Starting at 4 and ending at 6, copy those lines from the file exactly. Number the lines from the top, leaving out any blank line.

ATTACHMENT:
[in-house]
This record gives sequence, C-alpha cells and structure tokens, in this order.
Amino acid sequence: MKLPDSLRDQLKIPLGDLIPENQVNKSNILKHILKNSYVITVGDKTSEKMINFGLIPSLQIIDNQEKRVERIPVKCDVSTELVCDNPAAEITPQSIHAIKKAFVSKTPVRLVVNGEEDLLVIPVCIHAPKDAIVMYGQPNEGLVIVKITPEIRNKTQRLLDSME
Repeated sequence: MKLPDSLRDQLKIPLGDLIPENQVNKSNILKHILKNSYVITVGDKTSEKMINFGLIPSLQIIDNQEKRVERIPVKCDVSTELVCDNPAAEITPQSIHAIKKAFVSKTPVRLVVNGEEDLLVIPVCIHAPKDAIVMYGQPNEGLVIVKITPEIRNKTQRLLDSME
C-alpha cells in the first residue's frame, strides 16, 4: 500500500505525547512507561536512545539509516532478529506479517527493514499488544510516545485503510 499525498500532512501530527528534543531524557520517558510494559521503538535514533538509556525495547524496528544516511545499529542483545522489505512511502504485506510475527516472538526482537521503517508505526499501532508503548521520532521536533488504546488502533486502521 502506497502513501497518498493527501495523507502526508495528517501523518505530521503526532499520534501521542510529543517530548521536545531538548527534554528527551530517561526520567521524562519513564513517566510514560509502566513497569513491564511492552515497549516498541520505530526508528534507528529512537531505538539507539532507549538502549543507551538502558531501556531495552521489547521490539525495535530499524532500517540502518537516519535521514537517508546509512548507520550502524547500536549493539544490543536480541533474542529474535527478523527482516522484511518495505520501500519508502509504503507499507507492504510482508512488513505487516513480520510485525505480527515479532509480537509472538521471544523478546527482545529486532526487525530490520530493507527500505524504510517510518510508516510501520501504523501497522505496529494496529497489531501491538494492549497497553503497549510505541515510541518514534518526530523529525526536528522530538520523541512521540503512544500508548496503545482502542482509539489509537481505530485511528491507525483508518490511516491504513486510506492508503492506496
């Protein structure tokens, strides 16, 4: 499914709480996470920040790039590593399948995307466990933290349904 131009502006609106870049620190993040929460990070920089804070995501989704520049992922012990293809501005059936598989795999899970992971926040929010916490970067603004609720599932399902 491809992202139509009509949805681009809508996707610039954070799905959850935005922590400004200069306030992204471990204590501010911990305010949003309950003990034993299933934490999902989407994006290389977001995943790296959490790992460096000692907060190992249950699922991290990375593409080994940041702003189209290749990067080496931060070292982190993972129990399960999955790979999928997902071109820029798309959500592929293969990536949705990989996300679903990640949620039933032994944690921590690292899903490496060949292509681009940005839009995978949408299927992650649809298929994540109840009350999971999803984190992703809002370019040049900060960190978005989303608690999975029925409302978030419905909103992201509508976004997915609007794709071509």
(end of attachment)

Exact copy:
Repeated sequence: MKLPDSLRDQLKIPLGDLIPENQVNKSNILKHILKNSYVITVGDKTSEKMINFGLIPSLQIIDNQEKRVERIPVKCDVSTELVCDNPAAEITPQSIHAIKKAFVSKTPVRLVVNGEEDLLVIPVCIHAPKDAIVMYGQPNEGLVIVKITPEIRNKTQRLLDSME
C-alpha cells in the first residue's frame, strides 16, 4: 500500500505525547512507561536512545539509516532478529506479517527493514499488544510516545485503510 499525498500532512501530527528534543531524557520517558510494559521503538535514533538509556525495547524496528544516511545499529542483545522489505512511502504485506510475527516472538526482537521503517508505526499501532508503548521520532521536533488504546488502533486502521 502506497502513501497518498493527501495523507502526508495528517501523518505530521503526532499520534501521542510529543517530548521536545531538548527534554528527551530517561526520567521524562519513564513517566510514560509502566513497569513491564511492552515497549516498541520505530526508528534507528529512537531505538539507539532507549538502549543507551538502558531501556531495552521489547521490539525495535530499524532500517540502518537516519535521514537517508546509512548507520550502524547500536549493539544490543536480541533474542529474535527478523527482516522484511518495505520501500519508502509504503507499507507492504510482508512488513505487516513480520510485525505480527515479532509480537509472538521471544523478546527482545529486532526487525530490520530493507527500505524504510517510518510508516510501520501504523501497522505496529494496529497489531501491538494492549497497553503497549510505541515510541518514534518526530523529525526536528522530538520523541512521540503512544500508548496503545482502542482509539489509537481505530485511528491507525483508518490511516491504513486510506492508503492506496
């Protein structure tokens, strides 16, 4: 499914709480996470920040790039590593399948995307466990933290349904 131009502006609106870049620190993040929460990070920089804070995501989704520049992922012990293809501005059936598989795999899970992971926040929010916490970067603004609720599932399902 491809992202139509009509949805681009809508996707610039954070799905959850935005922590400004200069306030992204471990204590501010911990305010949003309950003990034993299933934490999902989407994006290389977001995943790296959490790992460096000692907060190992249950699922991290990375593409080994940041702003189209290749990067080496931060070292982190993972129990399960999955790979999928997902071109820029798309959500592929293969990536949705990989996300679903990640949620039933032994944690921590690292899903490496060949292509681009940005839009995978949408299927992650649809298929994540109840009350999971999803984190992703809002370019040049900060960190978005989303608690999975029925409302978030419905909103992201509508976004997915609007794709071509």